Pages in topic:   [1 2] >
Poll: Do you worry about security issues if you work from public places (libraries, coffee shops, etc.)?
Thread poster: ProZ.com Staff

ProZ.com Staff
Local time: 20:34
SITE STAFF
Jul 16, 2013

This forum topic is for the discussion of the poll question "Do you worry about security issues if you work from public places (libraries, coffee shops, etc.)?".

This poll was originally submitted by Karin Zimmer. View the poll results »



 

Teresa Borges
Portugal
Local time: 04:34
Member (2007)
English to Portuguese
+ ...
I don't work from public places Jul 16, 2013

I prefer working in the quietness of my home. When travelling, I might take a laptop to check e-mails or to revise a text if there are any delays in flights, but that's all!

[Edited at 2013-07-16 09:01 GMT]

[Edited at 2013-07-16 09:02 GMT]

[Edited at 2013-07-16 09:02 GMT]


 

Michael Harris  Identity Verified
Germany
Local time: 05:34
Member (2006)
German to English
Yes Jul 16, 2013

which is one of the reasons why I do not work in such areas.

 

Tatty  Identity Verified
Local time: 05:34
Spanish to English
+ ...
Only work from home Jul 16, 2013

I only work from home, as others have said. I need peace and quiet and my reference books. But what security issues would be raised if you worked from a coffee shop? Would you be afraid that someone is reading the text over your shoulder?

[Editado a las 2013-07-16 09:48 GMT]


 

Ty Kendall  Identity Verified
United Kingdom
Local time: 04:34
Hebrew to English
Security issues? In the Shrewsbury branch of Starbucks? Nah. Jul 16, 2013

Paranoia, paranoia
Everybody's comin' to get me ♪♫♪ ♪♫♪

http://www.youtube.com/watch?v=nBgmC_USeoM

Not that I work there. Bit of a cliché to be sat in a coffee shop with laptop open nowadays.

http://www.thedailymash.co.uk/news/society/caf-owner-going-to-kill-laptop-using-bastard-201109094285

icon_smile.gif


 

DianeGM  Identity Verified
Local time: 06:34
Member (2006)
Dutch to English
+ ...
I only work from home too Jul 16, 2013

I only work from home.
Out and about I use my own mobile service only to take calls and reply to emails


 

Julian Holmes  Identity Verified
Japan
Local time: 12:34
Member (2011)
Japanese to English
More than worrying about security issues... Jul 16, 2013

...it would be downright impossible since I use a bulky desktop computer which doubles as a lapcruncher.

Security issues? Well nobody would understand the stuff I translate anyway because of it's technical nature.

And, work in libraries? I'd be thrown out because of the expletives that I let out occasionally But I've heard that demure librarians like blokes who talk dirty .... icon_biggrin.gif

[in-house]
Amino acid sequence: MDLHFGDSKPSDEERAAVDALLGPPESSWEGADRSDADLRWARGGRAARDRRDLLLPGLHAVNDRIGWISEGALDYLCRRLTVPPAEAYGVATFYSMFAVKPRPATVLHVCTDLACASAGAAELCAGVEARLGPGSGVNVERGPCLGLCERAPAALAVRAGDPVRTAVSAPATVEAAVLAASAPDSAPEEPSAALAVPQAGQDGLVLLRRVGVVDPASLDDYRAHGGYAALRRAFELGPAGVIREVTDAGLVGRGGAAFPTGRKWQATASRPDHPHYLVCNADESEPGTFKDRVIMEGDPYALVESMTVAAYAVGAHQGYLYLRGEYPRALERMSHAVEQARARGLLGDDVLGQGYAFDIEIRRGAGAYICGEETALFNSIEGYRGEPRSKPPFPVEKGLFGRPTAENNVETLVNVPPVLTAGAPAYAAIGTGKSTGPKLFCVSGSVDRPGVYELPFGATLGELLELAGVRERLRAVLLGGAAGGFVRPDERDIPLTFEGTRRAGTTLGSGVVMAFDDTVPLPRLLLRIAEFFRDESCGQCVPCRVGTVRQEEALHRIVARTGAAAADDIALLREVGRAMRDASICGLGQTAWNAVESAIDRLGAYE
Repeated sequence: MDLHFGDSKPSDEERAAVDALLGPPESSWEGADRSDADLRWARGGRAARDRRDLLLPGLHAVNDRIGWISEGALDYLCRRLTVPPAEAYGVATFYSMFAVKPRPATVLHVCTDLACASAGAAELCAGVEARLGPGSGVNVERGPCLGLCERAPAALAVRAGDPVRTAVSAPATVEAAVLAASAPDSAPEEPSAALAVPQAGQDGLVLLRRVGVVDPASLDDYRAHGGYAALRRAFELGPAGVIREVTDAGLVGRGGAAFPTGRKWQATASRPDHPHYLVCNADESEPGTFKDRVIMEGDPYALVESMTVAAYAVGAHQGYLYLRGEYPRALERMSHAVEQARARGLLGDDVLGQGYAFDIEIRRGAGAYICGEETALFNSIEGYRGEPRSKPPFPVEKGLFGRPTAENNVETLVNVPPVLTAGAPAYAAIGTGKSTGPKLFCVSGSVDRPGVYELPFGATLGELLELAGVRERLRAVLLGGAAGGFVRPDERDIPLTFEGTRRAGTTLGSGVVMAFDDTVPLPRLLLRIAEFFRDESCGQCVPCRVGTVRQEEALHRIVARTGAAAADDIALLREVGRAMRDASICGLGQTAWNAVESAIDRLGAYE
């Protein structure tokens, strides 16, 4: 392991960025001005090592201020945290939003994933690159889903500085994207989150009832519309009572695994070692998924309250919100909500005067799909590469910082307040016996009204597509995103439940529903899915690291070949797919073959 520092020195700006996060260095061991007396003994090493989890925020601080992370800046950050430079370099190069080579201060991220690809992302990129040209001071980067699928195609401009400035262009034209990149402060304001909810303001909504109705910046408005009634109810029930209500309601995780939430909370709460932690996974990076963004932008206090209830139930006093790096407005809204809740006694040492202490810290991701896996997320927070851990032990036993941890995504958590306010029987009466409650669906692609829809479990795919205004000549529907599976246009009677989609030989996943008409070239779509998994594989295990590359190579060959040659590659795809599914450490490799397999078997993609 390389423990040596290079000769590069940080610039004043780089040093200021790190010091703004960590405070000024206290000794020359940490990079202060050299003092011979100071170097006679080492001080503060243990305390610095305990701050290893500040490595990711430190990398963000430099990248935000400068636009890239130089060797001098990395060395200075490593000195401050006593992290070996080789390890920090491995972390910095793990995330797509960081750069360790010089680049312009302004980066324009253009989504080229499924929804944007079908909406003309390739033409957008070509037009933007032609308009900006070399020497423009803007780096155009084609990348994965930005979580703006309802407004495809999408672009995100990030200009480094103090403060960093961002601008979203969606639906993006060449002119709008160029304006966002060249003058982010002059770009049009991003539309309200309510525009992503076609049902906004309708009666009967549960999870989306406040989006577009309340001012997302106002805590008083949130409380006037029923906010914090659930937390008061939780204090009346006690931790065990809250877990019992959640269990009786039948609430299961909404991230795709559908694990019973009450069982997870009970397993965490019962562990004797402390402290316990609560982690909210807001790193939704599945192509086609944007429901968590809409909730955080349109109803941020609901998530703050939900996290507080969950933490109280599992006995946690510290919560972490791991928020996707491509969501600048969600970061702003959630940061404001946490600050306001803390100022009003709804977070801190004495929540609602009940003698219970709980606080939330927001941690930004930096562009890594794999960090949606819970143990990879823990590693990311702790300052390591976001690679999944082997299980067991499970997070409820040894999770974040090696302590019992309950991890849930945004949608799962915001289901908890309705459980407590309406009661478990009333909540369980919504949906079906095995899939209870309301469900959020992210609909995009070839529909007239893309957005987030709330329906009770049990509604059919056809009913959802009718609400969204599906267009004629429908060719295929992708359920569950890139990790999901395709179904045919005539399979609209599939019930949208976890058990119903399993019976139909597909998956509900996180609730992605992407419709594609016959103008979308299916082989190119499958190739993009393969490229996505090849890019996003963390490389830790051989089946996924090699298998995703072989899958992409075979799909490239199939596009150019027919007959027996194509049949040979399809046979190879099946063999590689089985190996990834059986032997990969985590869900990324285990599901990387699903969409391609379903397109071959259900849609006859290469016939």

Answered "I don't work in public places"


 

Michael Harris  Identity Verified
Germany
Local time: 05:34
Member (2006)
German to English
Not paranoia Jul 16, 2013

Ty Kendall wrote:

Paranoia, paranoia
Everybody's comin' to get me ♪♫♪ ♪♫♪

http://www.youtube.com/watch?v=nBgmC_USeoM

Not that I work there. Bit of a cliché to be sat in a coffee shop with laptop open nowadays.

http://www.thedailymash.co.uk/news/society/caf-owner-going-to-kill-laptop-using-bastard-201109094285

icon_smile.gif


Come on Ty, have you seen how easy it is to crack th IP address of a computer / smartphone using unprotected public access?

It has nothing to do with paranoia, it just has something to do with being cautious.


 

Ellen Soors  Identity Verified
Local time: 22:34
Member (2012)
English to Dutch
+ ...
security issues = somebody can read your text? Jul 16, 2013

To me, 'security issues' means somebody can steal my laptop. But that's probably because I live in Colombia and this can actually happen when you turn your back to the table to order your next cappuccino. So yes, I worry about security issues, but I almost always work from home.

Other than that, Colombia is a great country to live in and be a translator. People think you're a god when you speak more than two languagesicon_wink.gif


 

Mario Chavez (X)  Identity Verified
Local time: 23:34
English to Spanish
+ ...
Or a goddess in your case :) Jul 16, 2013

Ellen Soors wrote:

To me, 'security issues' means somebody can steal my laptop. But that's probably because I live in Colombia and this can actually happen when you turn your back to the table to order your next cappuccino. So yes, I worry about security issues, but I almost always work from home.

Other than that, Colombia is a great country to live in and be a translator. People think you're a god when you speak more than two languagesicon_wink.gif


...not to mention the inexpensive coffee.


 

Mario Chavez (X)  Identity Verified
Local time: 23:34
English to Spanish
+ ...
Me worry? Jul 16, 2013

Actually, I interpret the poll question as being paralyzingly concerned with an inescapable situation...which is nothing like my life's situations.

The most I've done in public Wi-Fi enabled places was checking my email...which I usually do with my smartphone.